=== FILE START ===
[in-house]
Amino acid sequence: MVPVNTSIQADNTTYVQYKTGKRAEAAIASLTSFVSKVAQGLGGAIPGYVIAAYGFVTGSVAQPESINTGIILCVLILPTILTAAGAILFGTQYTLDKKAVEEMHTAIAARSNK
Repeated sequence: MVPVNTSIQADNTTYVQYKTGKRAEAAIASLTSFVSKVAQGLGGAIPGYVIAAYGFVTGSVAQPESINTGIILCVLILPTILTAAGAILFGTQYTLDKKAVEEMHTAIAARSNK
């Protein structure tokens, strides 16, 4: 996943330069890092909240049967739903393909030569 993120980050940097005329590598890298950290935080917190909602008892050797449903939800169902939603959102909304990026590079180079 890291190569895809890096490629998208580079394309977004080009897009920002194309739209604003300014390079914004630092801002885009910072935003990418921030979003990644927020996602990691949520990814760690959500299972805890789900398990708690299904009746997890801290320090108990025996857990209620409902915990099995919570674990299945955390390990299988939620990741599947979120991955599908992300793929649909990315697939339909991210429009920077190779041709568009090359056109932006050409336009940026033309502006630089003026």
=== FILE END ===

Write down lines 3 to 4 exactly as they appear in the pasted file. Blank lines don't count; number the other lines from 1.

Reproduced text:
Repeated sequence: MVPVNTSIQADNTTYVQYKTGKRAEAAIASLTSFVSKVAQGLGGAIPGYVIAAYGFVTGSVAQPESINTGIILCVLILPTILTAAGAILFGTQYTLDKKAVEEMHTAIAARSNK
């Protein structure tokens, strides 16, 4: 996943330069890092909240049967739903393909030569 993120980050940097005329590598890298950290935080917190909602008892050797449903939800169902939603959102909304990026590079180079 890291190569895809890096490629998208580079394309977004080009897009920002194309739209604003300014390079914004630092801002885009910072935003990418921030979003990644927020996602990691949520990814760690959500299972805890789900398990708690299904009746997890801290320090108990025996857990209620409902915990099995919570674990299945955390390990299988939620990741599947979120991955599908992300793929649909990315697939339909991210429009920077190779041709568009090359056109932006050409336009940026033309502006630089003026």